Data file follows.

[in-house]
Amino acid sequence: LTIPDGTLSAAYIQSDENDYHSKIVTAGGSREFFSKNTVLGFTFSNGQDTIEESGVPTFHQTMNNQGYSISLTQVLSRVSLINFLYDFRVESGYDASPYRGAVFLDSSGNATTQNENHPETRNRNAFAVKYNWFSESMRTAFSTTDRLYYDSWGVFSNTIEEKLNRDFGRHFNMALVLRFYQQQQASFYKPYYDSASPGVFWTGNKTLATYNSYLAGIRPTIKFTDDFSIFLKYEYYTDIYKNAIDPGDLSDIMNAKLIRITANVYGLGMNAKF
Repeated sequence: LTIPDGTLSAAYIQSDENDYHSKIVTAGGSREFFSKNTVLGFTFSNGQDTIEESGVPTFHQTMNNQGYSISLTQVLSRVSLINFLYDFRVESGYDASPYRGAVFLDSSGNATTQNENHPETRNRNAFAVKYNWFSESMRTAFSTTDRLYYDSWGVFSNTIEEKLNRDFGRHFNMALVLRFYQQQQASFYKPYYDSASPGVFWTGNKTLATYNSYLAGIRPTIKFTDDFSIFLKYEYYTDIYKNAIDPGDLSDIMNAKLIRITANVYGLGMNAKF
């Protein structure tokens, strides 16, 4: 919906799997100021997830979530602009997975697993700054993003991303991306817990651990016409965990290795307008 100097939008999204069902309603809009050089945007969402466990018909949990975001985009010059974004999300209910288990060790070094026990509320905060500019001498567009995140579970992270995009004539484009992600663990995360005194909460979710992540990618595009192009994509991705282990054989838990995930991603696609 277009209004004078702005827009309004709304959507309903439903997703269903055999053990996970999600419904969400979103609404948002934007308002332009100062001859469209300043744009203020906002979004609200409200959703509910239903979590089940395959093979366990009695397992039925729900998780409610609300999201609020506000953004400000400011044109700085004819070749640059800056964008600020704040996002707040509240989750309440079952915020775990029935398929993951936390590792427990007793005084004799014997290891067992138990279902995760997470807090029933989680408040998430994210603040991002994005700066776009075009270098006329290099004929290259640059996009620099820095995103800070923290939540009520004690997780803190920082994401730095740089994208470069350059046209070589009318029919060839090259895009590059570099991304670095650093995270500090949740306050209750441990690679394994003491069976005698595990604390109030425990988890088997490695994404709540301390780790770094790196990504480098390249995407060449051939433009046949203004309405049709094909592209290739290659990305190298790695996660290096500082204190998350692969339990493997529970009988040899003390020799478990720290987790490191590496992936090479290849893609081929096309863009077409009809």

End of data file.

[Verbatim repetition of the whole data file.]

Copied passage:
[in-house]
Amino acid sequence: LTIPDGTLSAAYIQSDENDYHSKIVTAGGSREFFSKNTVLGFTFSNGQDTIEESGVPTFHQTMNNQGYSISLTQVLSRVSLINFLYDFRVESGYDASPYRGAVFLDSSGNATTQNENHPETRNRNAFAVKYNWFSESMRTAFSTTDRLYYDSWGVFSNTIEEKLNRDFGRHFNMALVLRFYQQQQASFYKPYYDSASPGVFWTGNKTLATYNSYLAGIRPTIKFTDDFSIFLKYEYYTDIYKNAIDPGDLSDIMNAKLIRITANVYGLGMNAKF
Repeated sequence: LTIPDGTLSAAYIQSDENDYHSKIVTAGGSREFFSKNTVLGFTFSNGQDTIEESGVPTFHQTMNNQGYSISLTQVLSRVSLINFLYDFRVESGYDASPYRGAVFLDSSGNATTQNENHPETRNRNAFAVKYNWFSESMRTAFSTTDRLYYDSWGVFSNTIEEKLNRDFGRHFNMALVLRFYQQQQASFYKPYYDSASPGVFWTGNKTLATYNSYLAGIRPTIKFTDDFSIFLKYEYYTDIYKNAIDPGDLSDIMNAKLIRITANVYGLGMNAKF
């Protein structure tokens, strides 16, 4: 919906799997100021997830979530602009997975697993700054993003991303991306817990651990016409965990290795307008 100097939008999204069902309603809009050089945007969402466990018909949990975001985009010059974004999300209910288990060790070094026990509320905060500019001498567009995140579970992270995009004539484009992600663990995360005194909460979710992540990618595009192009994509991705282990054989838990995930991603696609 277009209004004078702005827009309004709304959507309903439903997703269903055999053990996970999600419904969400979103609404948002934007308002332009100062001859469209300043744009203020906002979004609200409200959703509910239903979590089940395959093979366990009695397992039925729900998780409610609300999201609020506000953004400000400011044109700085004819070749640059800056964008600020704040996002707040509240989750309440079952915020775990029935398929993951936390590792427990007793005084004799014997290891067992138990279902995760997470807090029933989680408040998430994210603040991002994005700066776009075009270098006329290099004929290259640059996009620099820095995103800070923290939540009520004690997780803190920082994401730095740089994208470069350059046209070589009318029919060839090259895009590059570099991304670095650093995270500090949740306050209750441990690679394994003491069976005698595990604390109030425990988890088997490695994404709540301390780790770094790196990504480098390249995407060449051939433009046949203004309405049709094909592209290739290659990305190298790695996660290096500082204190998350692969339990493997529970009988040899003390020799478990720290987790490191590496992936090479290849893609081929096309863009077409009809």